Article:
April 2022

Trends and Resources

Business Trends: The economics of reliability: Global chemicals

Chemical manufacturers worldwide are navigating an inflection point. Following the pandemic-fueled demand crash of 2020, a strong but stilted recovery unfolded in 2021.

Krimmel, J., Pinnacle

Chemical manufacturers worldwide are navigating an inflection point. Following the pandemic-fueled demand crash of 2020, a strong but stilted recovery unfolded in 2021. In the latest World Economic Outlook (January), the International Monetary Fund (IMF) announced global economic growth increased by 5.9% in 2021 and is forecast to increase by 4.4% this year. The chemicals industry is feeling this surge. After recent revenue and profit declines, many chemical companies are unprepared to fully capture today’s market opportunities.

In the author’s company’s report, the performance of global chemical companies as it relates to industrial reliability was analyzed. The report defines reliability as a measure of how often something performs when you want it to. In the context of the industrial chemicals segment, the performance of the machinery and equipment assets responsible for processing feedstock into finished goods is of prime interest. These assets could be pressure vessels, storage tanks, pumps, compressors, heat exchangers, piping, mixers and countless other equipment types.

Specifically, interest lies in estimating how much global chemical companies spend on reliability initiatives, and what kind of results these companies see in return. Reliability initiatives include inspections, repairs, planned and unplanned maintenance, upgrades, expansions, overhauls and replacements, along with all the necessary materials, supplies and labor.

Three major reliability trends have affected or will affect the global chemicals sector. These include:

  1. The chemicals sector experienced a decline in revenue and profits in 2019 and 2020. In 2019, oil prices fell by 10%, dragging down pricing for many chemicals. In 2020, the COVID-19 pandemic destroyed demand globally, causing chemical companies to reduce their output.
  2. In response to falling revenue and profits, chemical companies reduced their capital expenditures. Many of these companies saw their machinery and equipment asset bases stagnate or shrink. Even when accounting for the slightly smaller asset base, the world’s largest chemical companies generated fewer dollar-for-dollar profits in 2019 and 2020 than they did in 2016, 2017 and 2018.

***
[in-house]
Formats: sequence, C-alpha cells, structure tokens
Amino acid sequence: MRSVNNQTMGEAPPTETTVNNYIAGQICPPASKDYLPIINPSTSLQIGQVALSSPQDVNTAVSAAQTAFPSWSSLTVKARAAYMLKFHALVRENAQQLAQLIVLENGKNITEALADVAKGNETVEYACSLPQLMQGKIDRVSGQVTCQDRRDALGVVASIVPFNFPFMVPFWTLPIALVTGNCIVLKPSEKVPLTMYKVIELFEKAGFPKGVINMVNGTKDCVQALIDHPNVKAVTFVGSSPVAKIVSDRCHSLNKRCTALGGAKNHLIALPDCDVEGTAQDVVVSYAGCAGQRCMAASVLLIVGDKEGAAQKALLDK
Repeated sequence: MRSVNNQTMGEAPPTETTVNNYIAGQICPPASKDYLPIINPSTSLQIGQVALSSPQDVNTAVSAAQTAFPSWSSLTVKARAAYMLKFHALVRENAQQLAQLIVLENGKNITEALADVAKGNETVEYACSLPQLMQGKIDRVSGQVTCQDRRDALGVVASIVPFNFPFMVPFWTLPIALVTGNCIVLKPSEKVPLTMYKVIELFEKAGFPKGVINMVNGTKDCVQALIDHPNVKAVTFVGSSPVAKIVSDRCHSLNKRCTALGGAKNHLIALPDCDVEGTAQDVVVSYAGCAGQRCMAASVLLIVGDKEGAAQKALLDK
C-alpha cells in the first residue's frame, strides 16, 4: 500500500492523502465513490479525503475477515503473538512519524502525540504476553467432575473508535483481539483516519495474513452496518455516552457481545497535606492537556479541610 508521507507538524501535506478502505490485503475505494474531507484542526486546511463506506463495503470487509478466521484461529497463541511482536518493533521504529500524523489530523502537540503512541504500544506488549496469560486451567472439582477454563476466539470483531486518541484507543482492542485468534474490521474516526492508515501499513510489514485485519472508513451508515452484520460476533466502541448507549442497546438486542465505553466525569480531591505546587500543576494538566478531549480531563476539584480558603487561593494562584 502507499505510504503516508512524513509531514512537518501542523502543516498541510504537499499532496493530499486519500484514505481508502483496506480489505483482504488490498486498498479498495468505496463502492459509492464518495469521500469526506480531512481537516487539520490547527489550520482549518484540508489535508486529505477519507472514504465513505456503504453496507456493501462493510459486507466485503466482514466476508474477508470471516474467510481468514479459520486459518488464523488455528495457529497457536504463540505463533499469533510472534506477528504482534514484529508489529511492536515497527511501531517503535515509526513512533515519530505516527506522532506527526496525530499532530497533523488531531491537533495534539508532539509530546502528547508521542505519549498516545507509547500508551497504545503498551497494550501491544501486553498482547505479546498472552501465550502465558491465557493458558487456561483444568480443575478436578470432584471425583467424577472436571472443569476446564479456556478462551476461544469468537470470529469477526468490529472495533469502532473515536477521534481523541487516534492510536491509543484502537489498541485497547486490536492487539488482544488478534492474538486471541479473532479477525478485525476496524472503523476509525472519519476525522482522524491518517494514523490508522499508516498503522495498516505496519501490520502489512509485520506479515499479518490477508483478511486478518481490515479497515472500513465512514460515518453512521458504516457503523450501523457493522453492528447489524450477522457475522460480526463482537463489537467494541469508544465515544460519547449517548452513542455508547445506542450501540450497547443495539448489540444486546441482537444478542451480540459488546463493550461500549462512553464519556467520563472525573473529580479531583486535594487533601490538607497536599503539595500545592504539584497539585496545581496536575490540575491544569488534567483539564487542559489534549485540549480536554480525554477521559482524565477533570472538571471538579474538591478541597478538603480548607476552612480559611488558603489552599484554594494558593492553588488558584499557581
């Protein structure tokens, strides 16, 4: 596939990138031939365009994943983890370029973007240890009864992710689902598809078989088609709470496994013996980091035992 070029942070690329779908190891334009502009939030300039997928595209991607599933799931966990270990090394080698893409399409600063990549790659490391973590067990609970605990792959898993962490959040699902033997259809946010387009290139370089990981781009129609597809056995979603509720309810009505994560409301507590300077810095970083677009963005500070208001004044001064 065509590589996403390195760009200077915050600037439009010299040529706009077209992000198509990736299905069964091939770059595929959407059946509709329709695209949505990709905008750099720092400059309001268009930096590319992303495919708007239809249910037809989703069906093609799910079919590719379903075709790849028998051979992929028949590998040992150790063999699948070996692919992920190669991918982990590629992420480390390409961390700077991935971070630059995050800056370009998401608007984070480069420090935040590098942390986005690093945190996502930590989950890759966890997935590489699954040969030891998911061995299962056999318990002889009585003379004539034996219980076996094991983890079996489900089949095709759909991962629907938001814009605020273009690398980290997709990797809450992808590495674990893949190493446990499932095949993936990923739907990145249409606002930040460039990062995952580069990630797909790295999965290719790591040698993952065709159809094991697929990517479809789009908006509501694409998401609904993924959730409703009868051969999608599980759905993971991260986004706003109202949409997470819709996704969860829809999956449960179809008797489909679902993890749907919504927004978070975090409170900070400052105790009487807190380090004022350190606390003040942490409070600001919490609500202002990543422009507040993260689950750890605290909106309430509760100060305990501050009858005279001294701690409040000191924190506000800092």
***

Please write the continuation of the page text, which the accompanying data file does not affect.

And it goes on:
3. The market picture changed dramatically in 2021 and is now abound with growth opportunities. However, after years of reduced capital expenditures and diminished asset productivity, chemical companies are struggling to fully take advantage of market tailwinds.

Reliability is a common thread that runs through all three of these elements. Reduced investment spending stresses the reliability of existing assets. Suboptimal reliability impairs asset productivity, which weighs against profits. In a market environment where response times are critical, improved equipment reliability can be a timely and cost-effective way to capture opportunities while pursuing longer-term, new construction in parallel.

Analysis methodology

The chemical reliability report relied on the following three data sets:

  1. The World Bank publishes data around the value added by the chemicals industry on a country-by-country basis. The report uses this data to estimate the total reliability spend of this segment of the economy.
  2. The report also studied the annual financial and operational reports of 18 of the largest chemical companies in the world. These reports provide much more detail than what can be found through the World Bank and provide more about the evolving competitive landscape in the chemicals space.
  3. The U.S. Bureau of Labor Statistics publishes a producer price index for domestic chemical manufacturers. This data set provides a sense of how chemicals prices have changed over time, from which important supply vs. demand details can be inferred.

The industrial chemicals sector has witnessed two consecutive years of declining revenues and profits

The author’s company estimates that global chemical companies spend approximately $236 B/yr on reliability. FIG. 1 shows the revenue, operating income and operating margin for 18 of the largest chemical companies from 2016–2020. There is a steady decline in revenue from $487 B in 2017 to $413 B in 2020. Over this same period, operating income and operating margin have both fallen continuously.

FIG. 1. Revenue, operating income and operating margin for 18 of the largest chemical companies, 2016–2020.